Hawaii is one of the youngest states in the United States, achieving such status in the fifties, but golf has been played among the islands for almost a century and one of the first courses was the Waialae Country Club. Constructed as a high end resort, the course was built by architect Seth Raynor along with his associate Charles Banks.
The course remained unchanged until the sixties when it was largely remodeled to make way for new developments. The course was modified once again in 1992 by Desmond Muirhead. Now the course has matured into a challenging but generous course for members of the country club and their guests.
Today, the Waialae Country Club is known for being the host the Sony Open and is also the host to a PGA Tour in January, one of only 40 in the nation to do so.
The course is rated on several levels: The Sony Open tees rate the course at 7,020 yards, 6,456 yards from the Member tees and 5,962 from the Forward tees. The course is designed with champions in mind but is also designed to be accommodating to less skilled players without punishing the ones who are really good.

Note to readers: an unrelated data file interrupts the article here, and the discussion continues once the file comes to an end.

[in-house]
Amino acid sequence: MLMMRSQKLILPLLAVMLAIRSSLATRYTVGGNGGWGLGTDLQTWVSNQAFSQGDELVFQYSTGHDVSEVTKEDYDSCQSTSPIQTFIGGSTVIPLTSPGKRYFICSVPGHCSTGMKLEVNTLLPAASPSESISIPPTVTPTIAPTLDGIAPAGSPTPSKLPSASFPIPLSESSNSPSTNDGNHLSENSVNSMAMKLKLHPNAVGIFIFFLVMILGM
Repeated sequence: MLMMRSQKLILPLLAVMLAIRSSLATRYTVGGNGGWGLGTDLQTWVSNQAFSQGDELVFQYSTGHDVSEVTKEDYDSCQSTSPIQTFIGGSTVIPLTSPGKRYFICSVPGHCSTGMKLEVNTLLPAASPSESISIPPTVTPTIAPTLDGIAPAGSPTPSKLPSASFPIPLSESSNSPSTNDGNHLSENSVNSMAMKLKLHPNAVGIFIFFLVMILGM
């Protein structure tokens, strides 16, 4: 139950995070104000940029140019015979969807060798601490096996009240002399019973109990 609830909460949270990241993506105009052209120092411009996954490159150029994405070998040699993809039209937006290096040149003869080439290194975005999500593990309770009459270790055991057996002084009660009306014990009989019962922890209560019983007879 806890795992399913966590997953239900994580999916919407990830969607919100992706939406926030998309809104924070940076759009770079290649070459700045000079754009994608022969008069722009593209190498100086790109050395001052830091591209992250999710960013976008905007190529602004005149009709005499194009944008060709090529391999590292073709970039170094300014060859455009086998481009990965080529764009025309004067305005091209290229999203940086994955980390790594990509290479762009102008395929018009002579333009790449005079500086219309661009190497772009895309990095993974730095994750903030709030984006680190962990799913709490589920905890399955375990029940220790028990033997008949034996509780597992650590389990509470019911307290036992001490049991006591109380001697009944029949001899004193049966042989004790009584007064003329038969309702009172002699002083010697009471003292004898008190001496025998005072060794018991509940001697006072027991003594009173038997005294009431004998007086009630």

The course is cooled by prevailing trade winds. The generous fairways are lined with coconut and kiawe trees. Outside of the fairways are gently, tended hills of bermuda grass. Scattered over the course are 83 strategically placed bunkers filled with white sand.
If you do manage to wrangle an opportunity to play among Waialae’s fairways, be sure to get out your camera for the par 3, eighth hole. Like so many other courses in the archipelago, the hole is land by the blue waters of the Pacific.
Waialae Country Club,
4997 Kahala Drive,
Hawaii (HI) 96816,